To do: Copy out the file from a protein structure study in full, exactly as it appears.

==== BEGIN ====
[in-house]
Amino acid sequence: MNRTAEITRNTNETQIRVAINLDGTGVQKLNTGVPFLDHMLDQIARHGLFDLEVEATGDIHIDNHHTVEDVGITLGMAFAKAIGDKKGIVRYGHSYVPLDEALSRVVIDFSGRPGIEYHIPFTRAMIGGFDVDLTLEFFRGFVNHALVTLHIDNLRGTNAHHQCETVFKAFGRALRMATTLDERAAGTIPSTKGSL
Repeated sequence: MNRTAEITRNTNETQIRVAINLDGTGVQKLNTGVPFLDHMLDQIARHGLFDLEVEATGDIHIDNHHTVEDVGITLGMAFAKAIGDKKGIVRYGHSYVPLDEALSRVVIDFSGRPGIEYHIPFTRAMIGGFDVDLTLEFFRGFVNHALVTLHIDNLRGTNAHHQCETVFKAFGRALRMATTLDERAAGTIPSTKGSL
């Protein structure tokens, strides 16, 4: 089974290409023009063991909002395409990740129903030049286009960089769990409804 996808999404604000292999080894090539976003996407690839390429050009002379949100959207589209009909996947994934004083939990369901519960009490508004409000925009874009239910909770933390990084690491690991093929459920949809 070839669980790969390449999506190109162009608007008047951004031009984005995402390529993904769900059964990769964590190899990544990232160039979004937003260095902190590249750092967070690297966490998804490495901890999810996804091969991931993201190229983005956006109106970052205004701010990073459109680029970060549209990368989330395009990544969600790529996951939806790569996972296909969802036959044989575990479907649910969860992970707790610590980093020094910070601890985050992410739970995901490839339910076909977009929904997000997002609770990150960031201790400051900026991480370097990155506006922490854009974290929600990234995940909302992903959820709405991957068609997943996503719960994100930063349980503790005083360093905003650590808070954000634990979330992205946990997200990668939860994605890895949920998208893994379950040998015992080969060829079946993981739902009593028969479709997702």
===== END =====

[in-house]
Amino acid sequence: MNRTAEITRNTNETQIRVAINLDGTGVQKLNTGVPFLDHMLDQIARHGLFDLEVEATGDIHIDNHHTVEDVGITLGMAFAKAIGDKKGIVRYGHSYVPLDEALSRVVIDFSGRPGIEYHIPFTRAMIGGFDVDLTLEFFRGFVNHALVTLHIDNLRGTNAHHQCETVFKAFGRALRMATTLDERAAGTIPSTKGSL
Repeated sequence: MNRTAEITRNTNETQIRVAINLDGTGVQKLNTGVPFLDHMLDQIARHGLFDLEVEATGDIHIDNHHTVEDVGITLGMAFAKAIGDKKGIVRYGHSYVPLDEALSRVVIDFSGRPGIEYHIPFTRAMIGGFDVDLTLEFFRGFVNHALVTLHIDNLRGTNAHHQCETVFKAFGRALRMATTLDERAAGTIPSTKGSL
């Protein structure tokens, strides 16, 4: 089974290409023009063991909002395409990740129903030049286009960089769990409804 996808999404604000292999080894090539976003996407690839390429050009002379949100959207589209009909996947994934004083939990369901519960009490508004409000925009874009239910909770933390990084690491690991093929459920949809 070839669980790969390449999506190109162009608007008047951004031009984005995402390529993904769900059964990769964590190899990544990232160039979004937003260095902190590249750092967070690297966490998804490495901890999810996804091969991931993201190229983005956006109106970052205004701010990073459109680029970060549209990368989330395009990544969600790529996951939806790569996972296909969802036959044989575990479907649910969860992970707790610590980093020094910070601890985050992410739970995901490839339910076909977009929904997000997002609770990150960031201790400051900026991480370097990155506006922490854009974290929600990234995940909302992903959820709405991957068609997943996503719960994100930063349980503790005083360093905003650590808070954000634990979330992205946990997200990668939860994605890895949920998208893994379950040998015992080969060829079946993981739902009593028969479709997702």